See Dr. Frances Kelsey's Portrait
By Linda Bren
It was early 1942 and war was raging in the jungles of the Pacific. In addition to fighting the Japanese, Allied troops found themselves
under attack by malaria-carrying mosquitoes. And since enemy soldiers had already captured several plantations of cinchona trees, the
source of the anti-malarial quinine, the search was on for an effective quinine substitute to combat the disease. A possible treatment--in the
form of a dark, inky substance--arrived for testing in the pharmacology department at the University of Chicago. Pharmacologist Frances
Oldham Kelsey, like many other university researchers throughout the country, had enlisted in the search for synthetic cures for malaria.
As it turned out, the inky substance had been sent by a veterinarian in Texas. "He said that he had just tried it on his secretary without ill
effects," says Kelsey, "and he planned next to try it on cattle. It showed the relative value placed on women and cattle in Texas at that
time," Kelsey says with amusement. The good humor and equanimity Kelsey displays at this slight are symptomatic of the way she
approached most of life's adversities.
The war ended without finding a good substitute for quinine. But Kelsey did learn something valuable from the experience. She learned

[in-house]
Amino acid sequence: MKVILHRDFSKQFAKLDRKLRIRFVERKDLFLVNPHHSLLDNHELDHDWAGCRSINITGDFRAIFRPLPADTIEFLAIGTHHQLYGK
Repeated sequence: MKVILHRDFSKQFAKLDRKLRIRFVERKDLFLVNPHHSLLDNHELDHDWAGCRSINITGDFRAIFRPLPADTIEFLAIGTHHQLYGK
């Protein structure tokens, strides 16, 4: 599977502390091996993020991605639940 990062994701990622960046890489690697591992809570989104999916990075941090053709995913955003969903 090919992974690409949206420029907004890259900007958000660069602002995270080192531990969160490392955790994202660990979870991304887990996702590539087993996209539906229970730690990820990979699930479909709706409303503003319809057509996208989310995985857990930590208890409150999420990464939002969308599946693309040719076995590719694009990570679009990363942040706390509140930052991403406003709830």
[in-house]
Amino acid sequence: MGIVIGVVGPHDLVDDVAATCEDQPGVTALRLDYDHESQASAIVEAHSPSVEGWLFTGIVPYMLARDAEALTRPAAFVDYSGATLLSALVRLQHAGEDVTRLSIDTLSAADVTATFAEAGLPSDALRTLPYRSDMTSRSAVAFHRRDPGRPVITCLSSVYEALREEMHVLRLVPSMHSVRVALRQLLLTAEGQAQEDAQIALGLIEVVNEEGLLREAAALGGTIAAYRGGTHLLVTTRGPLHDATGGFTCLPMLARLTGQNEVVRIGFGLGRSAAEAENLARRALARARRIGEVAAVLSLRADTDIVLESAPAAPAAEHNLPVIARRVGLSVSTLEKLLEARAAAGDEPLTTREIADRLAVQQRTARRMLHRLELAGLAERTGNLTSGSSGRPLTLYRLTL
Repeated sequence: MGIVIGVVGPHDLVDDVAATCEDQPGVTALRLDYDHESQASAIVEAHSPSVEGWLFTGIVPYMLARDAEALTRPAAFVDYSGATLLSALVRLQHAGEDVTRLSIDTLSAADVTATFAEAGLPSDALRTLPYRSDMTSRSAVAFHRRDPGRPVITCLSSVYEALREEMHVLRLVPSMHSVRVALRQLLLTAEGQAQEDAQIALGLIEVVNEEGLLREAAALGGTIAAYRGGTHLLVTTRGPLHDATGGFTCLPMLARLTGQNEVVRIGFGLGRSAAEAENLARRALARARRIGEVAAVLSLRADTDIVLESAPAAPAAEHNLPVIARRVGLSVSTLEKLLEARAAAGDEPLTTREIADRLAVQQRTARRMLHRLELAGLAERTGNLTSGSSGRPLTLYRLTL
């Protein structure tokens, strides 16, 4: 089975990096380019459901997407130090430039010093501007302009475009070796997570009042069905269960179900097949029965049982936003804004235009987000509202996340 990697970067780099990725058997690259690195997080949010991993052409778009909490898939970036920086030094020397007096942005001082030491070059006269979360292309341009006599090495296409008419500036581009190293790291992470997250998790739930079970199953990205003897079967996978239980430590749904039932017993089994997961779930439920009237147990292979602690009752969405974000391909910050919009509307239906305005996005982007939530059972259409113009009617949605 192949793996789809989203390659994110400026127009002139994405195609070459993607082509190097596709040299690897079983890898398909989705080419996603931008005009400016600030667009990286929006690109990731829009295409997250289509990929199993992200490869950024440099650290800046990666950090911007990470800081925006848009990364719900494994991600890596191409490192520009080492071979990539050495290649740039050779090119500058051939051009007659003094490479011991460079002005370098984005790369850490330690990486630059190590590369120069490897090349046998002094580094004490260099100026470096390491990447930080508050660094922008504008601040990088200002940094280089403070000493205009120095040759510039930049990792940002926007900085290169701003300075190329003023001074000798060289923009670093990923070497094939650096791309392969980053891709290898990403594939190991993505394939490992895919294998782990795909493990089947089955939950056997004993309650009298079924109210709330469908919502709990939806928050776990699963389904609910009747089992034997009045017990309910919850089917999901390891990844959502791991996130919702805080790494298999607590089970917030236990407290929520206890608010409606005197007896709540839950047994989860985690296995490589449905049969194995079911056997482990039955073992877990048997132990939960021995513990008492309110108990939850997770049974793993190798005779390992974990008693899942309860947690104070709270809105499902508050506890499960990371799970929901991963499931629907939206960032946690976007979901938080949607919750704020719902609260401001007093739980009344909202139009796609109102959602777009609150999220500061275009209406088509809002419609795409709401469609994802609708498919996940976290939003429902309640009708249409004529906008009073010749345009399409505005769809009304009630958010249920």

that rabbits metabolized quinine rapidly, but pregnant rabbits had less ability to break down the drug, and embryonic rabbits could not
break it down at all. She also learned that drugs could pass through the placental barrier between mother and unborn child. These insights
would serve Kelsey well some 15 years later when in early 1960, as a new Food and Drug Administration employee, she was asked to
evaluate a drug most thought was harmless. That drug was thalidomide.
Although pressured by the manufacturer to quickly approve a drug already in widespread
use throughout the rest of the world, Kelsey held her ground. When she repeatedly asked for
more data and effectively forestalled the approval of thalidomide, Kelsey did more than keep a
dangerous drug off the market. She set into motion a series of events that would forever
change the way drugs are tested, evaluated, and introduced in America.
In recognition of Kelsey's vigilance, President John F. Kennedy, on Aug. 17, 1962,
presented her with the highest honor that can be bestowed upon a U.S. civilian: the medal for
Distinguished Federal Civilian Service. And nearly 40 years later, Kelsey was once again
honored. On Oct. 7, 2000, she was inducted into the National Women's Hall of Fame in